Day 1 Rain, Wind & Sheep

Wed Sept 28. Irun to Pasajes de San Juan; 15km; 550 meters up & down.

It was a rainy start. Some lessons need to learnt again as I neglected to put on my rain gear before leaving the hotel. Putting rain pants and other gear on the street is a chore that takes more time.

We had figured out from Internet searches and guide book where the Camino trail started. We used Google Maps to get there and off we were. Seeing the first yellow arrow was very re-assuring.

Leaving any city is typically alongside a major artery, and this was no different. We had to tolerate the carbon emissions for about 15 mins.

We were crossing this bridge over the river when a flock of white birds caught our eye. We stopped, enjoyed the spectacle and took in the picturesque scene. The crossing of the major arterial road to the beginning of the natural trails was about 50 meters ahead.

The flying white birds caught our eye

The rain was on and off. It was not the heavy monsoon rain, but with strong winds can be a bear. Parts of the trail were muddy. With pools of water. That’s when you know if your boots/shoes are waterproof. And that’s why we do not wear trainers.

The number of pilgrims on Norte were much fewer. The first pilgrim to engage in a chat with us turned out to be from Washington State, just like us! What a coincidence. His name was Jay, from Tacoma.

After 4km, we reached the Santuario de Guadalupe. There were great views of the Bidasoa Valley. We spent some prayer time in gratitude for God’s providence in our son’s major accident exactly four months ago.

Bidasoa Valley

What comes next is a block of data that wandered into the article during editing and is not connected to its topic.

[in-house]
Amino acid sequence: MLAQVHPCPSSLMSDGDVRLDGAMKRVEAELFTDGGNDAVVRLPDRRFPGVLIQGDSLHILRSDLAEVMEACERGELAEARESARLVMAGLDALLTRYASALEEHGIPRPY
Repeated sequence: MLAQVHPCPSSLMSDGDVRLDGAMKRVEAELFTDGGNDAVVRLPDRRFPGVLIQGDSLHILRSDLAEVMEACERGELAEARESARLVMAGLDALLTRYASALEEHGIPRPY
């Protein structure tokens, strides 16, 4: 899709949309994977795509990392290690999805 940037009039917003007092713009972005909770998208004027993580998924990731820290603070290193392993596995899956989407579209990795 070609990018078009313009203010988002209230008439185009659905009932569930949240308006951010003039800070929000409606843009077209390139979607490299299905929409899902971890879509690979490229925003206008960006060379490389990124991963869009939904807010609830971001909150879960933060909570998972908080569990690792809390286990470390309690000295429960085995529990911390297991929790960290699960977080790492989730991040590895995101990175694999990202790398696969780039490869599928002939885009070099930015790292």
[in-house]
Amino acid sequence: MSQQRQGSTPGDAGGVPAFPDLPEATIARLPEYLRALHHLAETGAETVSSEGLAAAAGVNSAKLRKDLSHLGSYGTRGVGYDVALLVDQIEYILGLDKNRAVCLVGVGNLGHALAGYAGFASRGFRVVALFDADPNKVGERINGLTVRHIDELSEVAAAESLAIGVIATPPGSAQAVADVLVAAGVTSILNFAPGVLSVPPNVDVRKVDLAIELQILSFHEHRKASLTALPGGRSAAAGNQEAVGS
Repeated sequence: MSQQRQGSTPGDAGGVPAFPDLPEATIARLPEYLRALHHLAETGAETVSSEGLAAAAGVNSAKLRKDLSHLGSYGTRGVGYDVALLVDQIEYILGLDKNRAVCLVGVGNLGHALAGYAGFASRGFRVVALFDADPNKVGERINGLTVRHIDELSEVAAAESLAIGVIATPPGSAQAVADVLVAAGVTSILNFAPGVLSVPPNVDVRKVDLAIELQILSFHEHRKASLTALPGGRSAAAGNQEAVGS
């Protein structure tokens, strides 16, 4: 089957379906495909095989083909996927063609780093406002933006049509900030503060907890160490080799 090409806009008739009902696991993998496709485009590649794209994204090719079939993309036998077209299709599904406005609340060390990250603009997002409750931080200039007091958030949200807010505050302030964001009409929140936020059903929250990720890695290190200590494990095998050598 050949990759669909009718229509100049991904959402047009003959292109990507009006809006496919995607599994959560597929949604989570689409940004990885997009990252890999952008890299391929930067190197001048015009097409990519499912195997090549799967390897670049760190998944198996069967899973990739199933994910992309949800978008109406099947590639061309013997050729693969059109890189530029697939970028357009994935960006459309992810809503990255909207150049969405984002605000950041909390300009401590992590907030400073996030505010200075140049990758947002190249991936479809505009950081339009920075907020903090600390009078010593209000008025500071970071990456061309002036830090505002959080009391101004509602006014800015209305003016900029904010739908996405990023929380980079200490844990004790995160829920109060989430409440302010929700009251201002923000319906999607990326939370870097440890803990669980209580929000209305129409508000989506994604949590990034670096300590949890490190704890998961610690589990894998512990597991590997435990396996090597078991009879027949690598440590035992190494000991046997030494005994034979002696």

Altar at Santuario de Guadalupe

Shortly after the Santuario, a decision to be made between the low level variant or high climb. We opted for latter as the views were much better given we are climbing 374 meters (vs 157 meters). It was a steep ascent, and poles are a great aid. We counted our blessings too that it did not rain during this stretch, and there were no flows of water streaming down.

About half way up this first steep ascent

Here are the views that makes this alternative route worth it. Do note that one is more exposed to the gale winds, and wearing a poncho makes things more challenging in such winds.

View of Irun
Descending from the summit, 1730 feet

Our second son had messaged us his reflections on Psalm 23 yesterday. So, when we came on this herd of sheep, my thoughts naturally gravitated to Psalm 23. I wondered internally whether there was a black sheep among the herd. Joon pondered about the 99 sheep and the lost sheep. But when we did spot the black sheep in the herd, I loved what Joon said, “He belongs in the herd.”

The black sheep who belongs

We knew beforehand that for this first stage, we would not have any cafes nor villages. So we had prepared the day before, carrying enough water, protein bars, etc. One thing that seemed to make a significant difference was the electrolytes in the water!

Pasajes de San Juan is a lovely town by the water. Many locals visit. We noticed that even Victor Hugo, author of The Hunchback of Notre Dame & Les Miserables, had lived here!

Pasajes de San Juan

Tomorrow, we take a water boat across the port to walk to San Sebastián.

Author: Ben & Joon

Residents in the great Pacific North West. Living life as it happens, learning our purpose and trail blazing our own paths. Namaste.

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